• zombies, who have only physical properties and no consciousness or schmonsciousness;
  • ordinary humans, who have physical properties and consciousness but no schmonsciousness;
  • schumans, who have physical properties and schmonsciousness but no consciousness;
  • wonderkindred, who have physical properties, consciousness, and schmonsciousness.
  • Let me note one epistemic difference between zombies’ relationship to consciousness and our relationship to schmonsciousness. Zombies falsely report consciousness (or at least engage in physical activities that from the outside look like reports). We do not report schmonsciousness, falsely or otherwise. But that epistemic difference is incidental to the question of whether schmonsciousness might exist.

    Now imagine the world from the perspective of wonderkindred philosophers. They agree with us (or at least with human dualists) that consciousness is incredibly special. It cannot be reduced to the physical, and zombies are missing out on something incredibly important. Indeed, zombies are missing out on the very thing that makes life worth living. How sad for those zombies! Or maybe zombies, since they entirely lack conscious experiences of any sort whatsoever, are so far from being persons that even the idea of pitying them is misplaced.

    To this, the wonderkindred add the further idea that we ordinary humans are also radically impoverished, since we are lacking schmonsciousness. Schmonsciousness is every bit as important and valuable to wonderkindred as consciousness. They can hardly fathom life without it. They imagine mere humans with pity, calling us schmombies. They ask, is it even worth living life as a schmombie? Sure, consciousness is present, but schmonsciousness is missing! It’s like being half of a person. Or worse. Wonderpigs and wondermonkeys might not have the full richness of wonderkindred consciousness and wonderkindred schmonsciousness, but at least they have some limited animal-like consciousness and animal-like schmonsciousness. Mere schmombies (i.e., ordinary humans) don’t have even that.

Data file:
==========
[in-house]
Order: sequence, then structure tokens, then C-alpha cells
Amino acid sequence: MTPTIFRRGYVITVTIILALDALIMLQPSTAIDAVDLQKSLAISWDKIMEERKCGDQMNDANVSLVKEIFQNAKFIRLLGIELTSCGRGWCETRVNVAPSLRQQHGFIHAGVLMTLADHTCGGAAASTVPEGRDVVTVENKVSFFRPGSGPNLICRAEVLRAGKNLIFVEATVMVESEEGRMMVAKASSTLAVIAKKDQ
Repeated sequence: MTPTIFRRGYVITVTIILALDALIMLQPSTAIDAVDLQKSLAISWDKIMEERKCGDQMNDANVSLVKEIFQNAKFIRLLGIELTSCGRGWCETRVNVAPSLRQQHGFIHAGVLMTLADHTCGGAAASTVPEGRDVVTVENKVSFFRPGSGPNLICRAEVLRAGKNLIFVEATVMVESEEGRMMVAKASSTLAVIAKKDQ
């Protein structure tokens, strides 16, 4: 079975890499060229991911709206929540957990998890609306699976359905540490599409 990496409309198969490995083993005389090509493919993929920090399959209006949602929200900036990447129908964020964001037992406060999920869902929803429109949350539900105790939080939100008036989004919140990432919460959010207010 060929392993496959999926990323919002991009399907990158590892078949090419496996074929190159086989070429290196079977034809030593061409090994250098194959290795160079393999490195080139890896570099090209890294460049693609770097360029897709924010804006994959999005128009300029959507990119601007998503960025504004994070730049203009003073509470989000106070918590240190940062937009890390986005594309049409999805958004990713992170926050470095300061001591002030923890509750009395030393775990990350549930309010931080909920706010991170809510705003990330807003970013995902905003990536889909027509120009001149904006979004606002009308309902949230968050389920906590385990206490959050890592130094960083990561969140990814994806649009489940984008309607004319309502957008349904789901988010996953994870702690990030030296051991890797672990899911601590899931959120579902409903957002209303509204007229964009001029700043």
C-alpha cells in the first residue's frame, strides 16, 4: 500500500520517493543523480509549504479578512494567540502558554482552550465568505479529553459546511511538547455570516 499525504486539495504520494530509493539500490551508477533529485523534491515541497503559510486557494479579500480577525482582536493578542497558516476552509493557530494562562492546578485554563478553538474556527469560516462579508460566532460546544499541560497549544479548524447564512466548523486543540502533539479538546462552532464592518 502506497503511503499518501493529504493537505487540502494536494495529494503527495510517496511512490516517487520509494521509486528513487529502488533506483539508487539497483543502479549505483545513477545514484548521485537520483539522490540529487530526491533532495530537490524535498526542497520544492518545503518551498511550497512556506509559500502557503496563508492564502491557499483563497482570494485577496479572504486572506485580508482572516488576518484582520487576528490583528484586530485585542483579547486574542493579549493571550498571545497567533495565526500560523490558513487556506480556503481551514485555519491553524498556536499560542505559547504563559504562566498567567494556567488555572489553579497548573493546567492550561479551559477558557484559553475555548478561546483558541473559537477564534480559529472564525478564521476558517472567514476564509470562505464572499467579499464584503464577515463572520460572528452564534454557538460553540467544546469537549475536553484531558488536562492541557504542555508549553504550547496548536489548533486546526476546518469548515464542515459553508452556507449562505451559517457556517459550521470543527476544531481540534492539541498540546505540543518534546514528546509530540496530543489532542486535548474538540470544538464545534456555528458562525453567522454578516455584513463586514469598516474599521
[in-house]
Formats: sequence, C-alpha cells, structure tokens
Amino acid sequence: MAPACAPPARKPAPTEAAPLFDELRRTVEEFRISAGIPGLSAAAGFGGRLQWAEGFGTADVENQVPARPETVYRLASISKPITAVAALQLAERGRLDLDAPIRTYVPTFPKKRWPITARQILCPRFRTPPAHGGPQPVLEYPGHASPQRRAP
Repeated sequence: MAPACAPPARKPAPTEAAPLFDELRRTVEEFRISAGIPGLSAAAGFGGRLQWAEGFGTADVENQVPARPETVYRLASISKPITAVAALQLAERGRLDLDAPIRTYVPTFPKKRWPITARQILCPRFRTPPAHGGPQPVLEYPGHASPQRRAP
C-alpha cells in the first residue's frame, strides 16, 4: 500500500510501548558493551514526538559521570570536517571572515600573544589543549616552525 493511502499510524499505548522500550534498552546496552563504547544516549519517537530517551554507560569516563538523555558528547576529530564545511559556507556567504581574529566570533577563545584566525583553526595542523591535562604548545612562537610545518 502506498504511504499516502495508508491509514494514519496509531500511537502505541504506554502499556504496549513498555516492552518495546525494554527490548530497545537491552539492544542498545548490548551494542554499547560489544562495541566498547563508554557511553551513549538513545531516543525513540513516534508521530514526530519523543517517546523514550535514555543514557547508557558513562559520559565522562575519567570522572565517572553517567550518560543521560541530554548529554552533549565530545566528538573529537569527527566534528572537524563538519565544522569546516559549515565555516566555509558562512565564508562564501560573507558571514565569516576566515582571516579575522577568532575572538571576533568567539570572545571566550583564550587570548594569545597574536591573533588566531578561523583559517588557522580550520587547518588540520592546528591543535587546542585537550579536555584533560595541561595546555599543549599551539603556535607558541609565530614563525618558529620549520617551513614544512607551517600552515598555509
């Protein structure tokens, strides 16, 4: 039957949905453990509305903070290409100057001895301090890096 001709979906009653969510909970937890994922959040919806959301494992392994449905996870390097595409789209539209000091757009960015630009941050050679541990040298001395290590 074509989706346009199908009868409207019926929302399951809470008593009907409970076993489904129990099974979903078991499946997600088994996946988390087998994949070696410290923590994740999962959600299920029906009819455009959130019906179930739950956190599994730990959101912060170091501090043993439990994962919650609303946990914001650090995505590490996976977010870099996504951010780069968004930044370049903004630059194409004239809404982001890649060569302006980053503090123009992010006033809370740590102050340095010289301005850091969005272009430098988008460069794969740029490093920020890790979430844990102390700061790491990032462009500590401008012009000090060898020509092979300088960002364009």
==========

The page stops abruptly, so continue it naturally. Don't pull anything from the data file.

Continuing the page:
Are you sad yet? No, not yet?

    Well, consider: Why stop at three types of property? Why only physical properties, phenomenal properties, and schnenomenal properties? Wonderkindred philosophers might contemplate and conceive of indefinitely many distinct types of properties beyond these three.

    We’ll need a new naming convention. Call physical properties 0-nomenal properties, conscious/phenomenal properties 1-nomenal properties, and schmonscious/schmenomenal properties 2-nomenal properties. There could be 3-nomenal, 4-nomenal, 5-nomenal, …. n-nomenal, n+1-nomenal… properties, with no limit. (I am imagining these properties as categorically different rather than scalar or ranked. The choice of the integers as labels is only convenience.)

    If we assume that every entity bearing such properties must at least have physical properties, then we can conceive of entities with 0-nomenal properties plus any combination of n-nomenal properties. Some entities might have 0, 1, 17, and 22-nomenal properties. Others might have 0, 16, 28, 300, 45698, and 4.48833×10^25-nomenal properties. Others might have all the even-numbered properties (and thus infinitely many types of property), or every property whose last digit is zero in the decimal system, or the Fibonacci sequence of properties.

    Compared to such magnificent beings, we mere humans are radically impoverished indeed. Sigh. I’m sad, at least. How much I’m missing out on, which I can’t even begin to understand! Queue the schmombie blues.

    [image adapted from here]

    P.S. Don’t confuse schmombies with shombies, zoombies, or zimboes. That will make everyone quite upset.